“I had applied to JAMB for three years to study Medicine and I kept getting offered Biochemistry and Chemistry,” TK told me. His uncle was so frustrated and so asked his nephew what else will he study? “I said English and off we went to the Head of Department whom he was friends with. The man looked at my WAEC and GCE results and said he would take me on one condition: I would be kicked out of the department if I failed a test or assignment. I said game on. It was funny because when they gave us our list of books for one of our courses, Introduction to Fiction, a two-semester course, we had 48 novels to read and I had read 47 of those. Guess who came tops? I ended up as Best Student and got a scholarship.”
What might have been if, by any chance, the university hopeful was offered medicine as his first course of choice? Given his focus, keen intelligence and tapering fingers ideal for surgery, TK would have made good as a medic, more than average, for sure. But the pull of writing was ever stronger, no doubt, than the lure of the theatre or wearing surgical gloves.
By the time he got admission to read English, the young man seemed perfectly at home plus he would meet some of his lifelong friends and mates in the same department (Peju Akande, Ralph Bruce, Helon Habila, Dave Njoku, Peter Okwoche,) all of them united by a common interest – writing.
Both Helon and TK were particularly drawn to one another as classmates, having read some of the prescribed texts. There is a story of the two always being the first to answer questions in class – a character in A Passage to India or the relevance of plot in Aspects of the Novel by EM Forster. Of course, that will deepen their relationship and also trigger a subtle academic rivalry, a kind of Mailer/ Vidal competitiveness without the acrimonious shout downs and punch ups.
Moreover, Helon and TK have remained consistent in their creative output, perhaps, more than any of their contemporaries in Nigeria. With a number of books to his credit (Waiting for an Angel, Measuring Time, Oil on Water and most recently Travelers) Helon is a professor of Creative Writing at George Mason University Fairfax, Virginia.
On his part, TK has held on gallantly on the home front, having published over 20 books ever since his very first Diana: Princess of Wales he co-wrote with Njoku while he was editor at HINTS, a romance, soft sell weekly that was a staple for many a secretary and female university undergraduates back in time. As TK tells it, Diana: Princess of Wales took him and Njoku “three or four alcohol-fuelled nights” to write.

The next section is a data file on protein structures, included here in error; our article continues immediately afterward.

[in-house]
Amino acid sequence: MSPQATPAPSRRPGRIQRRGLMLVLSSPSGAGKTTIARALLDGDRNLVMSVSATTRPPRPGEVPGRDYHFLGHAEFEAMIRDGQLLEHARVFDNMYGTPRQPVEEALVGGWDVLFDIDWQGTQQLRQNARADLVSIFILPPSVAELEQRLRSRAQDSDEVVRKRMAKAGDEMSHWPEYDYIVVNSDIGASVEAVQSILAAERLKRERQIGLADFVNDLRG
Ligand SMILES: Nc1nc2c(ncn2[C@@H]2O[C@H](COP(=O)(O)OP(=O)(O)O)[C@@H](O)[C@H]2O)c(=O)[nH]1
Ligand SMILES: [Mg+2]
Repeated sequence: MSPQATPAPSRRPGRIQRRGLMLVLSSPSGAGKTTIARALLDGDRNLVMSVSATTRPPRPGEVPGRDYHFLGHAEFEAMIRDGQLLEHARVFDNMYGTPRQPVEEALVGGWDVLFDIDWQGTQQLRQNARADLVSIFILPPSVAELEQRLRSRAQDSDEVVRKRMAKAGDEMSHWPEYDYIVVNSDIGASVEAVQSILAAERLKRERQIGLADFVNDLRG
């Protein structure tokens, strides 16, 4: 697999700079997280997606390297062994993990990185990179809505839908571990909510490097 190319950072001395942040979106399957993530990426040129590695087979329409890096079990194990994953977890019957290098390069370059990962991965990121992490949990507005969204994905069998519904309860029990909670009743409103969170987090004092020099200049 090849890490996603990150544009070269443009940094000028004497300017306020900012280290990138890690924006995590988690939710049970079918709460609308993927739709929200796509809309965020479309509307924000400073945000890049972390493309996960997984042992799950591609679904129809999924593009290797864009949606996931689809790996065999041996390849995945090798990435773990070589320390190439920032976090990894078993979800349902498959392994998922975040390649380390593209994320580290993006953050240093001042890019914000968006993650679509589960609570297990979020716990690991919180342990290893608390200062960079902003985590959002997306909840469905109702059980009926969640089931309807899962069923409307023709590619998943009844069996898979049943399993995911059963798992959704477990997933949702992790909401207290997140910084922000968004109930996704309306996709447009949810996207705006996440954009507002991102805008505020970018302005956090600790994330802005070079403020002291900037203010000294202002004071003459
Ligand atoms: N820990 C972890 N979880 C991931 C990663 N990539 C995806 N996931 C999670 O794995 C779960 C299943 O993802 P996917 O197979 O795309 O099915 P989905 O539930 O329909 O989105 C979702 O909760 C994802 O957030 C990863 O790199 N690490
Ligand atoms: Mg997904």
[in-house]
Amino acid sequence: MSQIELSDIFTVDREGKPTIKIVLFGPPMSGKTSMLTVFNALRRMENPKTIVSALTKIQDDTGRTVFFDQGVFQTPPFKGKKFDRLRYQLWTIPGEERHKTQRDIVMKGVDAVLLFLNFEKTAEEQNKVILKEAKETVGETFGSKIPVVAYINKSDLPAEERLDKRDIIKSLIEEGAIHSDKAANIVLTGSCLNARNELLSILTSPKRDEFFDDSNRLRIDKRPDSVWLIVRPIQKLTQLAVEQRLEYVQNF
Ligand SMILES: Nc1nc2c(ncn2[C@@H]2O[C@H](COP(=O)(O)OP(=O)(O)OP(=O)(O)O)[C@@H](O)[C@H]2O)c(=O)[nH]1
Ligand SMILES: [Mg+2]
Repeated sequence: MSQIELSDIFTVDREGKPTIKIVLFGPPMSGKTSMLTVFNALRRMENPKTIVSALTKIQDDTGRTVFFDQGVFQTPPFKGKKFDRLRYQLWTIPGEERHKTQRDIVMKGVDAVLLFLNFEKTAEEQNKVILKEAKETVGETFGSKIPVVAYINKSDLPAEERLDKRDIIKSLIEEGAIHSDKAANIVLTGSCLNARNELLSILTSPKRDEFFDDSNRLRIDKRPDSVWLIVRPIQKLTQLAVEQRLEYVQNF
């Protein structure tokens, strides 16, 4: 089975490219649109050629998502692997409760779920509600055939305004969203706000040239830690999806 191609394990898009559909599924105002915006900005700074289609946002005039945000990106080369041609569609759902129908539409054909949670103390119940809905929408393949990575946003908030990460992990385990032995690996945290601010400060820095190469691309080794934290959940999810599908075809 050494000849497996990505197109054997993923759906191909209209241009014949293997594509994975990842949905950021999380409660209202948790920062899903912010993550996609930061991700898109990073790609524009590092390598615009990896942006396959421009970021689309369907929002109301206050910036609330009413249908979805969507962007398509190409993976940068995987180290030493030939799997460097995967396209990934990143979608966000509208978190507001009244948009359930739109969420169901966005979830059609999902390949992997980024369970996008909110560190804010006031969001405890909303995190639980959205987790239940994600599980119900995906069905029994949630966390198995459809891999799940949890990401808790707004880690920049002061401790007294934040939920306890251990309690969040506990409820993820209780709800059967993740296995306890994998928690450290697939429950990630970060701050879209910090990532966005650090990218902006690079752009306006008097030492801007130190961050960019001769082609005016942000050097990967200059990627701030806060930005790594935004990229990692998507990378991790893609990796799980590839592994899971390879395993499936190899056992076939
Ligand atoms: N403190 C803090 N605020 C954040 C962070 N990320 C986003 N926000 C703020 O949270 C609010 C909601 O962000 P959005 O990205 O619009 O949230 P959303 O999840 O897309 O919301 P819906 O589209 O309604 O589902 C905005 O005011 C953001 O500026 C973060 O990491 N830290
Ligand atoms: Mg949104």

Published just on the cusp of the tragic death of Lady Di, it was a commercial success, selling 50, 000 copies in just a week. A reviewer with THISDAY at the time, Oji Onoko, panned the publication, with a rather insulting headline of “History Told in a Hurry!” Dismissive as the reviewer was, he inadvertently gave Diana: Princess of Wales good publicity.
It wasn’t that TK couldn’t write serious stuff. Coming from the University of Jos, an institution notorious for its academic rigour especially in the Department of English and Literature, and with a burning desire to be a writer, TK soon published his first, When a Dream Lingers Too Long. It got an honourable mention during the yearly annual convention of the Association of Nigerian Authors the same year.
Next was Ballad of Rage a novella published in 2004, shortlisted for the more prestigious Nigeria Prize for Literature sponsored by gas giant Nigeria Liquefied Natural Gas. Another, Night of the Creaking Bed followed. This time, it got the ANA/ Ken Saro-Wiwa Prize. The author insists it is “probably the only Nigerian book that has not gone out of print since it was published in 2008, though that is debatable. A year later, TK published Songs of Absence and Despair and in 2015 The Carnivorous City.
TK has added to that oeuvre, concentrating more on bios now because, in his words, literature with a capital L does not pay the bills. So far, he has co-written half a dozen or so bios with his partner Peju Akande, ghost-written some, mostly of prominent Nigerians: Austin Avuru, Ali Baba, Julius Agwu, Newton Jibunoh, DJ Jimmy Jatts, SO Shonibare.
TK’s collabo with his partner Peju Akande has paid off handsomely in their personal and professional lives. Both run their public relations firm, Radi8 together. Of their relationship from 1990 till date, Akande recalls they met in school when her mother entrusted her to TK’s care, a sort of male guardian. And such is their closeness Ms. Akande now refers to TK as “my partner in crime because he’s the one person I told all my issues, things I couldn’t with my girlfriends or family.”
Those who know the pair intimately say of their union as two rivers flowing in parallel directions but destined to meet somewhere, somehow, an intellectual and romantic union comparable to celebrated French writers, Jean Paul Sartre and Simon de Beauvoir, who were never married but lived together for much of their lives.
TK, Akande wrote to me, “has been a most consistent friend and partner.”